"As of now we start sharing with all our brothers and followers information from the Indian Militaty (sic) Intelligence servers, so far we have discovered within the Indian Spy Programme (sic) source codes of a dozen software companies which have signed agreements with Indian TANCS programme (sic) and CBI," Yama Tough had said in one comment.
It is still too early to see what impact the code disclosure will have on Symantec and its enterprise customers. Some say that exposure of older source code will likely pose less of a risk because of the fast pace at which security products evolve.
Rob Rachwald, director of security strategies at security vendor Imperva, said there isn't much the hackers can learn from the code that they don't know already.
"The workings of most of the antivirus' algorithms have been studied already by hackers in order to write the malware that defeats them," Rachwald wrote in a blog post Thursday. "A key benefit of having the source code could be in the hands of the competitors," he said.
This is the second time in less than a year that a major security vendor has found itself in the embarrassing position of owning up to a data breach. Last year. RSA disclosed that unknown attackers had accessed source code to its SecurID two-factor authentication technology. The breach prompted widespread concerns about the security of the company's authentication products within government and the private sector.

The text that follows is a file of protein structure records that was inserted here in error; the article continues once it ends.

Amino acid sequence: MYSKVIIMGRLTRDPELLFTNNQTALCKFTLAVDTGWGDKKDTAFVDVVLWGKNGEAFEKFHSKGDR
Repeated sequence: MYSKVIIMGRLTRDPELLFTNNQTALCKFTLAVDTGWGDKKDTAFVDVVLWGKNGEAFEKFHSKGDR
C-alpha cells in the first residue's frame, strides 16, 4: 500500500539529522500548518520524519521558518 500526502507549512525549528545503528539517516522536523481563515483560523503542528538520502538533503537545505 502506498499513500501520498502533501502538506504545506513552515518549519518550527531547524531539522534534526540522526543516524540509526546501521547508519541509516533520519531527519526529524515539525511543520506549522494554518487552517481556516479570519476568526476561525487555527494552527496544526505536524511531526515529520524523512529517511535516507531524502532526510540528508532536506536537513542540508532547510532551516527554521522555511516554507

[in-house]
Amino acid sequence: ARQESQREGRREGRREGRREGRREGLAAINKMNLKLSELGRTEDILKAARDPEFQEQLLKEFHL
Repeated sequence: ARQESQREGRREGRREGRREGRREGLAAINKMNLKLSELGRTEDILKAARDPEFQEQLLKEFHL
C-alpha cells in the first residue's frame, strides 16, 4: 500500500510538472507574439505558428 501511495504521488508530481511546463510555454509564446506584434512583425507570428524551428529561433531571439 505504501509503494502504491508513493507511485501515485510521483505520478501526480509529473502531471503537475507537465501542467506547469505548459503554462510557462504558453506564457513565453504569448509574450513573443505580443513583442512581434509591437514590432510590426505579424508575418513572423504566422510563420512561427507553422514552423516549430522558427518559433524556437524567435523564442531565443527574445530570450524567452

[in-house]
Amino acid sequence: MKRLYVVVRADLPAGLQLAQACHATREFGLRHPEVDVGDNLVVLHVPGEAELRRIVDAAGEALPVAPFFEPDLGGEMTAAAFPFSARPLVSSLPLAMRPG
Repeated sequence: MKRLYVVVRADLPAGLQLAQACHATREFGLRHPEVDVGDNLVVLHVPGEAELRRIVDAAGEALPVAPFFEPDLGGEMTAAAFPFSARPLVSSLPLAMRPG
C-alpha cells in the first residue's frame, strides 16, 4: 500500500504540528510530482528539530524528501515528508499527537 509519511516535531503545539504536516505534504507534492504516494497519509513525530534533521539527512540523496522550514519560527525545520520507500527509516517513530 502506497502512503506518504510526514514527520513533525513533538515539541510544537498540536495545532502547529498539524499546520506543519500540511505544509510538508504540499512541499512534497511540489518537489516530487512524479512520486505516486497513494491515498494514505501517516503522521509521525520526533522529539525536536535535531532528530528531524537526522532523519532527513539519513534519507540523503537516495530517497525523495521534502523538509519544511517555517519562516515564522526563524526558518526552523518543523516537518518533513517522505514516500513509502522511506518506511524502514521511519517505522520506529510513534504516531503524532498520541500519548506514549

In Symantec's case, the compromise did not result from a breach of its own servers. Even so, the fallout from the code exposure could be significant for the company, especially if a large number of its enterprise customers are still using the two compromised products.
Jaikumar Vijayan covers data security and privacy issues, financial services security and e-voting for Computerworld. Follow Jaikumar on Twitter at @jaivijayan or subscribe to Jaikumar's RSS feed. His email address is email@example.com.
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